My point being, that this journey for all of us must begin somewhere. Times change, as does the recourse available to us. Our ability to change is predicated on our understanding of our context, and that begins with naming things, including gender pronouns. It is an important step to normalize the use of gender pronouns and identity by all means available to us: business cards, email signatures, drivers’ licenses, in databases, and in the tools we use that provide normalizing frameworks to our interactions with others.
I have been using “they/them” as my gender pronouns for over three years, and have sought to understand my own identity and gender expression for the better part of the past 30 years. “They/them” is what feels closest to who I am as a person. Yet, there are days when I am too tired to correct colleagues, coworkers, friends and family. And, the narrative of “fitting in,” weighs heavily on my mind. There are also days I weigh whether or not to bother correcting clients and customers., Because for some, I need to run the calculus about whether or not that correction will endanger the businesses I’ve represented, and ongoing revenue that supports more than just my job. I’ve opted out of this correction not because I believe I won’t be supported in it, but because I’m the only one who truly understands the possible outcome of it from first-person experience, even amongst supportive colleagues.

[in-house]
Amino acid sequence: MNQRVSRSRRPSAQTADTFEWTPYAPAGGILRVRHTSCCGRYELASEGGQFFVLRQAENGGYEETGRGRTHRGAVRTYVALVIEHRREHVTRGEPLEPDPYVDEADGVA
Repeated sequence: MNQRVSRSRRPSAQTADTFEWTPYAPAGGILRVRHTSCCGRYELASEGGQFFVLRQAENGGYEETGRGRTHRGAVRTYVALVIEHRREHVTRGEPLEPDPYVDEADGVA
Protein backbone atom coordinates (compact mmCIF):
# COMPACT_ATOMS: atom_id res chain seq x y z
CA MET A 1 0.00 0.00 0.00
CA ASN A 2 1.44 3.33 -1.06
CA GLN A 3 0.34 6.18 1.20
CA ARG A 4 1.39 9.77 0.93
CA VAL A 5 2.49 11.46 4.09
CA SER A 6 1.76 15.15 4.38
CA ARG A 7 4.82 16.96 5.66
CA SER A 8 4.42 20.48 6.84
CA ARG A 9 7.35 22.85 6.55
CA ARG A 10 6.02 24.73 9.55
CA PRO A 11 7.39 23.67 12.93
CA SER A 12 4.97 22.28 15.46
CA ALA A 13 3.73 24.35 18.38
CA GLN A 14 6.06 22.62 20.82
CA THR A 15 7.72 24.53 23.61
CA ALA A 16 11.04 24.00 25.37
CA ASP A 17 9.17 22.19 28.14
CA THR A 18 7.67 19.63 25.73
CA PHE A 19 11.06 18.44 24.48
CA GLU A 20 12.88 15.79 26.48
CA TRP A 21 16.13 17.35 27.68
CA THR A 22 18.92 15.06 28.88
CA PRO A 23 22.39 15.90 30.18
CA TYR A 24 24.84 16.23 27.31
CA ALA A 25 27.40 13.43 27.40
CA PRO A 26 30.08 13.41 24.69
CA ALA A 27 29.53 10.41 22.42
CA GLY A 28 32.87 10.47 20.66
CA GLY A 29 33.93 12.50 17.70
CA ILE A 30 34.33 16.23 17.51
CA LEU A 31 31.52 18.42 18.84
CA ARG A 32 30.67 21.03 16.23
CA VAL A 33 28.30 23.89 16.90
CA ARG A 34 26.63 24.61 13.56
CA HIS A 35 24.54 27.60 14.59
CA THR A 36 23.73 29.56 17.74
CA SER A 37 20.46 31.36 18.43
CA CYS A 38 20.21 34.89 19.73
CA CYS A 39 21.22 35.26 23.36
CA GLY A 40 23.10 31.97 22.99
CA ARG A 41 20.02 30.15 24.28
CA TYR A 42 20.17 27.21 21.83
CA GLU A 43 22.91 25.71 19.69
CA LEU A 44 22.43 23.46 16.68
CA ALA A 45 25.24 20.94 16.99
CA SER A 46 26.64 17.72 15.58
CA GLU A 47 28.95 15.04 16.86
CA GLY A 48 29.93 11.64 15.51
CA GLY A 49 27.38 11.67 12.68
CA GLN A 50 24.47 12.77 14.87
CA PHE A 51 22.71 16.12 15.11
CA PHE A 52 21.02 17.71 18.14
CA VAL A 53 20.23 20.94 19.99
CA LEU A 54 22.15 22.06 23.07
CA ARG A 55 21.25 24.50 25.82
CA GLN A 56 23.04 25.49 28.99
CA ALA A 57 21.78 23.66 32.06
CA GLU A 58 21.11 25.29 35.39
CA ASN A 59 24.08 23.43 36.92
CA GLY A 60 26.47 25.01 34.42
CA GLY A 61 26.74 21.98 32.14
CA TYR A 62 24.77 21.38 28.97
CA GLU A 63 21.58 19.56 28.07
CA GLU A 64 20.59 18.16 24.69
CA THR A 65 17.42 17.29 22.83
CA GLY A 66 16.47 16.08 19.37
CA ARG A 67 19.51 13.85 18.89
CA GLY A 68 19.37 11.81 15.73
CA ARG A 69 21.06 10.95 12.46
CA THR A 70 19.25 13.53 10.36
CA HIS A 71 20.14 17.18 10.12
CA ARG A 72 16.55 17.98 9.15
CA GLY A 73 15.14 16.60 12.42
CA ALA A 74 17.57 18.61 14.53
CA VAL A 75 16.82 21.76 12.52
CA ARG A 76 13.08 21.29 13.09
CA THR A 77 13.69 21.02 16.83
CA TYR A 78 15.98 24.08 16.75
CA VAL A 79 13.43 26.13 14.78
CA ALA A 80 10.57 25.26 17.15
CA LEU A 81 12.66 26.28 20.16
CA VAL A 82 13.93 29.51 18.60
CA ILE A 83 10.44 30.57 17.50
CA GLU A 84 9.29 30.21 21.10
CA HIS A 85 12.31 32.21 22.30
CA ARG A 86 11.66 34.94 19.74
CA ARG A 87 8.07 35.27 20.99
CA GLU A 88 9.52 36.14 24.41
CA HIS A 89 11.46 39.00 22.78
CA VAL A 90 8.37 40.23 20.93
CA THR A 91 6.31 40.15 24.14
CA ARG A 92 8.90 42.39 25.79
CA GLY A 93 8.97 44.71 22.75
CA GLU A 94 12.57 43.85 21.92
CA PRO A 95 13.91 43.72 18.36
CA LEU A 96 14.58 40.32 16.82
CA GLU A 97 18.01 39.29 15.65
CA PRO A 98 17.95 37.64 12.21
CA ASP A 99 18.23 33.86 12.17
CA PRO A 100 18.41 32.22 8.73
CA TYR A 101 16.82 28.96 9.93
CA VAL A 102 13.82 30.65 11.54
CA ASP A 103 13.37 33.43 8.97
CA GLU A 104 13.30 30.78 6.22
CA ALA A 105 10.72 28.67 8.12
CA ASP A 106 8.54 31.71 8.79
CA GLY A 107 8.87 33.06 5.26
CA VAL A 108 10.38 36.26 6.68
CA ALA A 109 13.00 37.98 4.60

Embracing digital tools means embracing digital opportunities to insert new thinking about who we are into them. However, having these means, and even compelling others to act on them, is only part of the equation. I also know what it feels and looks like to be gaslit into performance by a company or manager, with the veneer of acceptance because so much attention is being called to who I am as a demonstration that, “the lady doth protest too much, methinks.” So, while we speak names and gender pronouns, we must also create genuine mechanisms by which our world can change. McKinsey recently released a new study on creating inclusive workplaces and the organizational barriers that these efforts face. While we’re at it, a healthy investigation of practices long considered to be social and cultural norms is long overdue.
Lack of representation and understanding is a system that perpetuates itself. Eliminating it begins with creating the means by which we alleviate the entire burden of overcoming it from the very individuals whose participation and input are sought. We must provide new tools that support new ways of thinking and acting, supported by genuine efforts to redress what is considered to be “culture” and the context in which all persons show up.